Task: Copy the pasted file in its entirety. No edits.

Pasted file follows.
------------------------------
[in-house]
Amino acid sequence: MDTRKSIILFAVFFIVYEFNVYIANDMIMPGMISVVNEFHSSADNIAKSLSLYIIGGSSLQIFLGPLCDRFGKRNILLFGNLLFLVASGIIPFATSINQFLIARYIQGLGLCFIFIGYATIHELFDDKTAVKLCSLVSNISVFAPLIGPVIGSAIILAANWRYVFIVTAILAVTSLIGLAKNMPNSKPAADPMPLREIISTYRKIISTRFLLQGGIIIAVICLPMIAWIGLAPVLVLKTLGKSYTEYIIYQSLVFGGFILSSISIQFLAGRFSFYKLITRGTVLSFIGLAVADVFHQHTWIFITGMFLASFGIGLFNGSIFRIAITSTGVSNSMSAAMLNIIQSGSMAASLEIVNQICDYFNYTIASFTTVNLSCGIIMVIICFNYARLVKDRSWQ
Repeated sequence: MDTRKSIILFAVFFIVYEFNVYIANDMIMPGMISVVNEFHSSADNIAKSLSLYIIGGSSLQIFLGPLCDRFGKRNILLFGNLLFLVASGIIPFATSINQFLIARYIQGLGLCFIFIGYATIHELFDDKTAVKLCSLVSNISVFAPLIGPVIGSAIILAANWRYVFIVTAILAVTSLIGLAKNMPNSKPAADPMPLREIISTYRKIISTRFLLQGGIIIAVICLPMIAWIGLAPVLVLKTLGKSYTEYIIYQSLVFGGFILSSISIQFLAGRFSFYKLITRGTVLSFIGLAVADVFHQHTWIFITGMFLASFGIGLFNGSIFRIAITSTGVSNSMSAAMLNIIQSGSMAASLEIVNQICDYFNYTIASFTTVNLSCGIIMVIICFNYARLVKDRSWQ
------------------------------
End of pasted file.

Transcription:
[in-house]
Amino acid sequence: MDTRKSIILFAVFFIVYEFNVYIANDMIMPGMISVVNEFHSSADNIAKSLSLYIIGGSSLQIFLGPLCDRFGKRNILLFGNLLFLVASGIIPFATSINQFLIARYIQGLGLCFIFIGYATIHELFDDKTAVKLCSLVSNISVFAPLIGPVIGSAIILAANWRYVFIVTAILAVTSLIGLAKNMPNSKPAADPMPLREIISTYRKIISTRFLLQGGIIIAVICLPMIAWIGLAPVLVLKTLGKSYTEYIIYQSLVFGGFILSSISIQFLAGRFSFYKLITRGTVLSFIGLAVADVFHQHTWIFITGMFLASFGIGLFNGSIFRIAITSTGVSNSMSAAMLNIIQSGSMAASLEIVNQICDYFNYTIASFTTVNLSCGIIMVIICFNYARLVKDRSWQ
Repeated sequence: MDTRKSIILFAVFFIVYEFNVYIANDMIMPGMISVVNEFHSSADNIAKSLSLYIIGGSSLQIFLGPLCDRFGKRNILLFGNLLFLVASGIIPFATSINQFLIARYIQGLGLCFIFIGYATIHELFDDKTAVKLCSLVSNISVFAPLIGPVIGSAIILAANWRYVFIVTAILAVTSLIGLAKNMPNSKPAADPMPLREIISTYRKIISTRFLLQGGIIIAVICLPMIAWIGLAPVLVLKTLGKSYTEYIIYQSLVFGGFILSSISIQFLAGRFSFYKLITRGTVLSFIGLAVADVFHQHTWIFITGMFLASFGIGLFNGSIFRIAITSTGVSNSMSAAMLNIIQSGSMAASLEIVNQICDYFNYTIASFTTVNLSCGIIMVIICFNYARLVKDRSWQ